The Chairman: Before I call the Minister, may I point out that magazines and newspapers must not be read in Committee, unless they are aids to a debate.
The Minister for Transport in London (Mr. Steve Norris): I underline your comments, Mr. Hill, as I know that my colleagues are all greatly concerned about the matters before us. But I know that my colleagues, who are busy men—
Mr. Michael Trend (Windsor and Maidenhead): And women.
Mr. Norris: Indeed. I apologise to my hon. Friend the Member for Chesham and Amersham (Mrs. GilIan). My hon. Friends will see that the hon. Member for Stoke-on-Trent, North (Ms Walley) is trying to 6 make a splash on a quiet news day through the cynical exploitation of an issue that is gripping the nation. In the first few seconds of her little trip round the bay, she said that the regulations were welcome, so it seems either that she is about to vote against regulations that she welcomes, or that the Committee has been entertained by remarks that have no direct relationship to the regulations. I shall try to respond to the points raised by the hon. Lady. Let me deal first with the seriousness with which the Government viewed the Marchioness disaster. Whatever view we may take about having to gather here to consider the annulment of the prayer, the Government are clear that the tragic accident which occurred on the Thames on the night of 20 August 1989 should never be repeated. As a result of the terrible collision between the Bowbelle and the passenger launch Marchioness, 51 people lost their lives in circumstances which most people, including those who had plied the Thames all their lives and still do, never foresaw. The marine accident investigation branch conducted a thorough inquiry into the causes of the accident and produced a number of very valuable recommendations designed to ensure that such an event did not recur. The Secretary of State accepted those recommendations in their entirety and has over time issued regulations to implement the recommendations. One of the more ludicrous propositions advanced by the hon. Lady is that we have been introducing regulations piecemeal. What she means is that when the Government could act swiftly—within days—they did so and that when it was necessary to consult they did so, which meant that regulations took a little longer to make. When regulations were contentious, the period allowed for consultation may have been extended, but the Government persisted and introduced the most comprehensive safety regime possible on the Thames to ensure no repetition of the tragic events of 1989.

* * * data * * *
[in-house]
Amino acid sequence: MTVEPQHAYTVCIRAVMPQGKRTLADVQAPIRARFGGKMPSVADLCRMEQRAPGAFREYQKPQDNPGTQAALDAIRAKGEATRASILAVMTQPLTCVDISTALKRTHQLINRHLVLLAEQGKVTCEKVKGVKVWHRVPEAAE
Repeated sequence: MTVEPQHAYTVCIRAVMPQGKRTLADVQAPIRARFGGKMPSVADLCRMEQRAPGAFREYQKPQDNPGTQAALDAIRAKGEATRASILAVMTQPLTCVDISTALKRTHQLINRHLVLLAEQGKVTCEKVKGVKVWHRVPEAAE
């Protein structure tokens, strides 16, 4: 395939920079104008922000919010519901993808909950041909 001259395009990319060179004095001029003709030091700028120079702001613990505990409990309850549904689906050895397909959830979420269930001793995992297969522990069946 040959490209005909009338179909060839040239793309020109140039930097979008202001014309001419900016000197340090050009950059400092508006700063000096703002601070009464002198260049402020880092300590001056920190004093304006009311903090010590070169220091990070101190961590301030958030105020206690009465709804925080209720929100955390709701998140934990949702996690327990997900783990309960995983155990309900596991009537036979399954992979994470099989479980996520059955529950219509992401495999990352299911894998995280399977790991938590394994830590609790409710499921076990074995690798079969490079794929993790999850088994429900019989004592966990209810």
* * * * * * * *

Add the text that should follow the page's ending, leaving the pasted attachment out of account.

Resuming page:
Ms Walley: Will the Minister give way?
Mr. Norris: If the hon. Lady would like to add to her already rather disparate remarks, by all means.